It is difficult to sympathize with people who have disconnected from work and, as a result, are not productive. Sometimes, we see their unhappiness as an error in their mental composition and we think that they should be able to absorb it and get out of it.
This thinking is counterproductive and ignores the underlying reasons why people lose passion for what they do. To get to the key of the problem, it is crucial to understand that as humans we want to feel motivated and find meaning in what we do. It is part of our biology. In our brain there is a search system that creates impulses to learn new skills and take on challenging but significant tasks. When we follow these impulses, we receive a high of dopamine, a neurotransmitter related to motivation and pleasure that makes us want to participate in these activities even more. We feel more alive and excited.
Exploring, experimenting, learning, this is the way we should live and work. Many workers can not perform these tasks because of the way companies operate.
Many young people just out of college begin to work excited because they are told that there are opportunities to learn and grow. But the honeymoon does not last long. They soon discover that their supervisors do not have time or patience to experiment. They are more concerned with protocol than personal development. It is as if they were afraid to try new things to keep from going out of plan. They do not leave space to learn and as a result they go out. This is our biology: it is part of our adaptive unconscious to know that our human potential is being wasted.
The key for leaders is finding ways to activate employees. There are likely to be obstacles in the organization, many of which are probably out of your control. Often, it is not possible to ignore performance metrics or overcome policies and bureaucracy.
According to Dan Cable, business objectives can be achieved while improving the lives of employees.
There are three pushes that drive the search systems of employees. Encourage them to play with their strengths by creating opportunities to experiment and helping them to personalize the purpose of the work:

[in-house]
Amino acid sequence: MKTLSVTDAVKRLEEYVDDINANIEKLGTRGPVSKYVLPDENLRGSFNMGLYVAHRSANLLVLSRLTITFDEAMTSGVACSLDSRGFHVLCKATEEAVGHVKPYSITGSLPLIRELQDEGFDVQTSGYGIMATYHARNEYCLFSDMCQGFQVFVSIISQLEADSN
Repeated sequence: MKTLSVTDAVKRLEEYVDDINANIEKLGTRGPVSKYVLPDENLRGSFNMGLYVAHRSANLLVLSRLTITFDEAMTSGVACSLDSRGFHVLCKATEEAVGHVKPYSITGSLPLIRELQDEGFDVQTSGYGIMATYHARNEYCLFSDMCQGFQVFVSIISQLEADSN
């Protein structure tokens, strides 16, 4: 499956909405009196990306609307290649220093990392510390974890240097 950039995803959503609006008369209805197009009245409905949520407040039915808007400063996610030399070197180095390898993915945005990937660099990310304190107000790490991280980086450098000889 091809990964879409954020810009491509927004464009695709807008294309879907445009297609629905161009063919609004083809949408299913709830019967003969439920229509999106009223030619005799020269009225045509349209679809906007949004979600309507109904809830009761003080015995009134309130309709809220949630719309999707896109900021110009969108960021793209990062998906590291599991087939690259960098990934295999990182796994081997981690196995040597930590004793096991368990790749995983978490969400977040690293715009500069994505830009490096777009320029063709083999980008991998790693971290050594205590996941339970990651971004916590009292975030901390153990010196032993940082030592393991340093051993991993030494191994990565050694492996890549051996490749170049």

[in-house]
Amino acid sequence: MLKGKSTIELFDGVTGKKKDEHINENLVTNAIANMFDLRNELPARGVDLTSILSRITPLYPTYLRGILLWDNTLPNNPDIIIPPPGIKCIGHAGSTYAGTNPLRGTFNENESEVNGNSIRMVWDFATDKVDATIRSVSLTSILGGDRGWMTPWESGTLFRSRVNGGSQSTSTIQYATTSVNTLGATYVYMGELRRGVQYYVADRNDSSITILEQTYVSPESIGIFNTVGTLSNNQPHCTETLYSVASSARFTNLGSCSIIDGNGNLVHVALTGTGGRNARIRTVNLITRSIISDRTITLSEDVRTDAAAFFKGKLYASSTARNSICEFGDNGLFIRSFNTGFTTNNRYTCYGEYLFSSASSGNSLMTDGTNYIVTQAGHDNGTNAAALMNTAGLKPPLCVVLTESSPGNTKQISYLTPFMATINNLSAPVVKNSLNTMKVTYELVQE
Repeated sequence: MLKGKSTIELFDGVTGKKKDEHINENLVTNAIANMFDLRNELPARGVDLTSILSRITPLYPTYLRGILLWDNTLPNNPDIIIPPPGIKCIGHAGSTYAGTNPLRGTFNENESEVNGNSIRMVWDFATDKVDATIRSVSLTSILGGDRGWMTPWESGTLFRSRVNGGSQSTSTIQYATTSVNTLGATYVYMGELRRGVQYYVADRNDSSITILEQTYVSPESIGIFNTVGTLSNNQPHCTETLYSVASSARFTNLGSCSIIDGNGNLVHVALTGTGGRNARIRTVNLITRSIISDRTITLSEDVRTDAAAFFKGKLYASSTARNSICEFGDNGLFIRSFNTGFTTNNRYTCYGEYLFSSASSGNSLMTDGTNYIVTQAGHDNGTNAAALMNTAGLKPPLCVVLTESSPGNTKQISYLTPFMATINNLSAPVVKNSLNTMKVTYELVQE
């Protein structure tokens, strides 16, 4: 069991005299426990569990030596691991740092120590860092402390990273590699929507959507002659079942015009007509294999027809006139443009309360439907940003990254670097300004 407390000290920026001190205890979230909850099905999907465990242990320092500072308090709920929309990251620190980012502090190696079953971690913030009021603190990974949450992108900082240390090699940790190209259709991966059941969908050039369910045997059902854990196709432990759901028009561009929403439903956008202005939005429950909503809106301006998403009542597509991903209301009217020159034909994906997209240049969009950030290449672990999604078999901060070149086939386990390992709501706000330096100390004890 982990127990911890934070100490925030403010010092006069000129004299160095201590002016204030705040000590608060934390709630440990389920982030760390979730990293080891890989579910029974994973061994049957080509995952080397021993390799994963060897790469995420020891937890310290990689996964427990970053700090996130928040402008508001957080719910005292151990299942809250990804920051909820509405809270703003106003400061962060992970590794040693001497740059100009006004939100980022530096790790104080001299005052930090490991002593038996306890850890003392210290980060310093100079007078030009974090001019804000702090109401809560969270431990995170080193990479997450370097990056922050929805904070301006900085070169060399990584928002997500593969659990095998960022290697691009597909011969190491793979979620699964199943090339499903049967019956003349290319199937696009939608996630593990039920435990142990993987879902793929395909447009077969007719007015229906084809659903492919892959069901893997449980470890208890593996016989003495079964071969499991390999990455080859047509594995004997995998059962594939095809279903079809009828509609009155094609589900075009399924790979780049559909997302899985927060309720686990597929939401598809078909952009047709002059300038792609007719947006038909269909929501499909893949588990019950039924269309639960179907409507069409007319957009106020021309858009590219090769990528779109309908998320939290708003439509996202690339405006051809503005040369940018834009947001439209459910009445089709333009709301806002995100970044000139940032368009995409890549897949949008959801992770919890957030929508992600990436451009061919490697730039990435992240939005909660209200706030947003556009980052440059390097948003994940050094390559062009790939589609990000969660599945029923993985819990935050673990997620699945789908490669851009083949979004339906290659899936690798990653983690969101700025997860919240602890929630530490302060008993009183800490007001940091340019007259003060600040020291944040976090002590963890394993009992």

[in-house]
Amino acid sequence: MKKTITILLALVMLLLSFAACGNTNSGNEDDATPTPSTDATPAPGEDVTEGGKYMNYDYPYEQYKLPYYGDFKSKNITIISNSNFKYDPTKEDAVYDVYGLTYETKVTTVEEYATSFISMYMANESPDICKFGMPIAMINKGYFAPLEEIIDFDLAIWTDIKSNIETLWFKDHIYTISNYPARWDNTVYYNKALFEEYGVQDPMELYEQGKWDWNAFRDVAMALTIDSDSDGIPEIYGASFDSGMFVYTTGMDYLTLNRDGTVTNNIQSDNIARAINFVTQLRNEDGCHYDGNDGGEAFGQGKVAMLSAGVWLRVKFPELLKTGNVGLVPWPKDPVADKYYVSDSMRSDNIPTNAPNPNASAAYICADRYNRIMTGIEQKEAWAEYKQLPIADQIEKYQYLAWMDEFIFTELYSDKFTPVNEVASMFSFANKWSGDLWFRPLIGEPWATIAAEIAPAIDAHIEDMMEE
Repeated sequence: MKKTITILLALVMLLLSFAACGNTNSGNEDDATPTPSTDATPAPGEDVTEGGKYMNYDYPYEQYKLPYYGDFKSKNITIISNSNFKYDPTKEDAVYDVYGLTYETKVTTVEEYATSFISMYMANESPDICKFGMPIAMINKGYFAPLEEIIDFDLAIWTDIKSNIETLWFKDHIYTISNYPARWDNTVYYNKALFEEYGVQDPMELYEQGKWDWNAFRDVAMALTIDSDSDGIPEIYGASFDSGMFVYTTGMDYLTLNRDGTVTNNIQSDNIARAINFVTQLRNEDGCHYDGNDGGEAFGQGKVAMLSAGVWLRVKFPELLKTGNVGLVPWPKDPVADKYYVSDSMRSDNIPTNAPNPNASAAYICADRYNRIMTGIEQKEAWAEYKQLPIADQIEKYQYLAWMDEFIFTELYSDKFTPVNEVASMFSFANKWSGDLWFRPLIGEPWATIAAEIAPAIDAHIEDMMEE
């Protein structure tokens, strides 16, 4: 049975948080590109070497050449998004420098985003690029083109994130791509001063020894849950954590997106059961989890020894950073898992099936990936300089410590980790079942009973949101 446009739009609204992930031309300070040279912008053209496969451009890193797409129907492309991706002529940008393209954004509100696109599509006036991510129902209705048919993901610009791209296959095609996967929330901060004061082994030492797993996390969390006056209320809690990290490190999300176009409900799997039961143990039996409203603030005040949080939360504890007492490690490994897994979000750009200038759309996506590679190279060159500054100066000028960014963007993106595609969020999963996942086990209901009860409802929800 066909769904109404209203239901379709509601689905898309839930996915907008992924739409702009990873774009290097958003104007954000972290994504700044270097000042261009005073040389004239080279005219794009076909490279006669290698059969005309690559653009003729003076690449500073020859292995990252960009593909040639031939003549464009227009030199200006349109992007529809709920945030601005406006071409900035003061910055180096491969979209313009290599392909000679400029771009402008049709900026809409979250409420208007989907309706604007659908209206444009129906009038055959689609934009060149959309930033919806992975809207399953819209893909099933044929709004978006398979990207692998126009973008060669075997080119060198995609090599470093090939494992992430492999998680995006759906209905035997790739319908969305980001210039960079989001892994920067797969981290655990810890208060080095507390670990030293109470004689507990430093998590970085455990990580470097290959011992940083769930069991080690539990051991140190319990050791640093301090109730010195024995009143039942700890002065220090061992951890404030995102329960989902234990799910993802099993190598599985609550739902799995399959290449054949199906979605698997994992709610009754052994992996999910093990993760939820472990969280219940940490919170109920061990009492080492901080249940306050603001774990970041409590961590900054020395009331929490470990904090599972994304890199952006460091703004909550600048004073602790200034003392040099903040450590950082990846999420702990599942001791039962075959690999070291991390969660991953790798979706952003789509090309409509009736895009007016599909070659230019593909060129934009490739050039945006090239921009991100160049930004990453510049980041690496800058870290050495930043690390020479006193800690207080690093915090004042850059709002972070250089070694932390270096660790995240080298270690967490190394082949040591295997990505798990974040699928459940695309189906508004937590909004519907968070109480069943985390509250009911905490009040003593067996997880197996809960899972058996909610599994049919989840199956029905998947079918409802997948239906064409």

- Self-expression: people have an innate drive to show who they really are, but corporate life is opposed to the human desire to express themselves. None of us wants to have preprogrammed behaviors over and over again. When people are asked to think about their best characteristics, their search systems are activated. When people identify and use their unique strengths, they feel more alive. Leaders can help collaborators to be as good as possible without changing the frames of their work. Employees want to be valued for the skills and perspectives they bring, and the more you can reinforce their compliance and remind them of their role in the company, the better.
- Experimentation: a second way to activate people’s search systems is to create an experimental “safe zone” that includes play and social support. The game also pushes anxiety and fear to their places. Positive emotions are important, of course. But in addition, experimental safety zones create intrinsic motivations that are much more powerful than extrinsic ones because they unleash creativity. Companies are more agile when they encourage employees to think new approaches and try them.
- Purpose: this feeling does not just come from curing diseases and improving the world. It also turns on when we can see the cause and effect between our contributions and the progress of our team. For example, the sense of purpose is raised when we can offer information to our team about what might work best. In the same way, we have a sense of purpose when we can experience first-hand how our unique contributions help other people and allow the team to progress. Instilling a sense of purpose does not work when it comes to “one time”. It’s not just a leader’s speech that talks about why our products and services help customers. The purpose works best when employees interact directly with the people they affect with their work.